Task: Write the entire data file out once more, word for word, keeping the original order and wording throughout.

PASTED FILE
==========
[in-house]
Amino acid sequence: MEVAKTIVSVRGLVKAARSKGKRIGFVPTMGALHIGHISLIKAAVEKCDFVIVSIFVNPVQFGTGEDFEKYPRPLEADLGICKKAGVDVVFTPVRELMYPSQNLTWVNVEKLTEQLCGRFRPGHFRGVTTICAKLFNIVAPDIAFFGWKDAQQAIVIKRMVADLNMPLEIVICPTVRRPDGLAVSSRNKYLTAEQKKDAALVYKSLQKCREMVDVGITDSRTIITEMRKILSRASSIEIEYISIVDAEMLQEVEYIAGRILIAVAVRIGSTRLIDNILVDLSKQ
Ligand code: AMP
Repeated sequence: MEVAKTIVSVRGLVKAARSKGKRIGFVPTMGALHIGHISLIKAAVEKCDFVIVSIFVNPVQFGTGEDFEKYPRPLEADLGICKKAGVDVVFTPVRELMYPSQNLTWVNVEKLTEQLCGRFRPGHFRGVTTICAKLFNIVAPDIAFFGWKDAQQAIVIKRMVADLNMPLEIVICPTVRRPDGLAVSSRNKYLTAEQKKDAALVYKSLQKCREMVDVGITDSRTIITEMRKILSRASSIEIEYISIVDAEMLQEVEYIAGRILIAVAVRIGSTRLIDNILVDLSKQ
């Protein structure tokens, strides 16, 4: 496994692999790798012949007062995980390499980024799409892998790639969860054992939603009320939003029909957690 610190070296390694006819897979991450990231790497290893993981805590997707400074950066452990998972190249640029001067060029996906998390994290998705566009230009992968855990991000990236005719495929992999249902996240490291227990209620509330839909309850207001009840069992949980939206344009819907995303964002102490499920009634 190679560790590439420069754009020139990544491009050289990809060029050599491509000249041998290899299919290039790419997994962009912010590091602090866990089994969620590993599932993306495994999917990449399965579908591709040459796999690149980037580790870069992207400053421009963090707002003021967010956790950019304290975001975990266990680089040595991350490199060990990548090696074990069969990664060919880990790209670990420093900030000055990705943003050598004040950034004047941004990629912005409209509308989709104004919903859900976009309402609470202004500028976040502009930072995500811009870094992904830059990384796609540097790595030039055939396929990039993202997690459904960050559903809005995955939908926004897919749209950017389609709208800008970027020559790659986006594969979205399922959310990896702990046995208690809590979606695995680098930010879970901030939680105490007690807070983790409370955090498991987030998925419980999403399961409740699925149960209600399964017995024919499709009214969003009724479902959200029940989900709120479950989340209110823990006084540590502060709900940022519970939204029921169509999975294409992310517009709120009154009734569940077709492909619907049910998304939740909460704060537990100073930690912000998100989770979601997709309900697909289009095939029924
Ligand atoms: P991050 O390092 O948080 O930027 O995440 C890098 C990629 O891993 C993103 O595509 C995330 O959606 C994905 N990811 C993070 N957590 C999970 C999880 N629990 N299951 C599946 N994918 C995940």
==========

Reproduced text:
[in-house]
Amino acid sequence: MEVAKTIVSVRGLVKAARSKGKRIGFVPTMGALHIGHISLIKAAVEKCDFVIVSIFVNPVQFGTGEDFEKYPRPLEADLGICKKAGVDVVFTPVRELMYPSQNLTWVNVEKLTEQLCGRFRPGHFRGVTTICAKLFNIVAPDIAFFGWKDAQQAIVIKRMVADLNMPLEIVICPTVRRPDGLAVSSRNKYLTAEQKKDAALVYKSLQKCREMVDVGITDSRTIITEMRKILSRASSIEIEYISIVDAEMLQEVEYIAGRILIAVAVRIGSTRLIDNILVDLSKQ
Ligand code: AMP
Repeated sequence: MEVAKTIVSVRGLVKAARSKGKRIGFVPTMGALHIGHISLIKAAVEKCDFVIVSIFVNPVQFGTGEDFEKYPRPLEADLGICKKAGVDVVFTPVRELMYPSQNLTWVNVEKLTEQLCGRFRPGHFRGVTTICAKLFNIVAPDIAFFGWKDAQQAIVIKRMVADLNMPLEIVICPTVRRPDGLAVSSRNKYLTAEQKKDAALVYKSLQKCREMVDVGITDSRTIITEMRKILSRASSIEIEYISIVDAEMLQEVEYIAGRILIAVAVRIGSTRLIDNILVDLSKQ
């Protein structure tokens, strides 16, 4: 496994692999790798012949007062995980390499980024799409892998790639969860054992939603009320939003029909957690 610190070296390694006819897979991450990231790497290893993981805590997707400074950066452990998972190249640029001067060029996906998390994290998705566009230009992968855990991000990236005719495929992999249902996240490291227990209620509330839909309850207001009840069992949980939206344009819907995303964002102490499920009634 190679560790590439420069754009020139990544491009050289990809060029050599491509000249041998290899299919290039790419997994962009912010590091602090866990089994969620590993599932993306495994999917990449399965579908591709040459796999690149980037580790870069992207400053421009963090707002003021967010956790950019304290975001975990266990680089040595991350490199060990990548090696074990069969990664060919880990790209670990420093900030000055990705943003050598004040950034004047941004990629912005409209509308989709104004919903859900976009309402609470202004500028976040502009930072995500811009870094992904830059990384796609540097790595030039055939396929990039993202997690459904960050559903809005995955939908926004897919749209950017389609709208800008970027020559790659986006594969979205399922959310990896702990046995208690809590979606695995680098930010879970901030939680105490007690807070983790409370955090498991987030998925419980999403399961409740699925149960209600399964017995024919499709009214969003009724479902959200029940989900709120479950989340209110823990006084540590502060709900940022519970939204029921169509999975294409992310517009709120009154009734569940077709492909619907049910998304939740909460704060537990100073930690912000998100989770979601997709309900697909289009095939029924
Ligand atoms: P991050 O390092 O948080 O930027 O995440 C890098 C990629 O891993 C993103 O595509 C995330 O959606 C994905 N990811 C993070 N957590 C999970 C999880 N629990 N299951 C599946 N994918 C995940």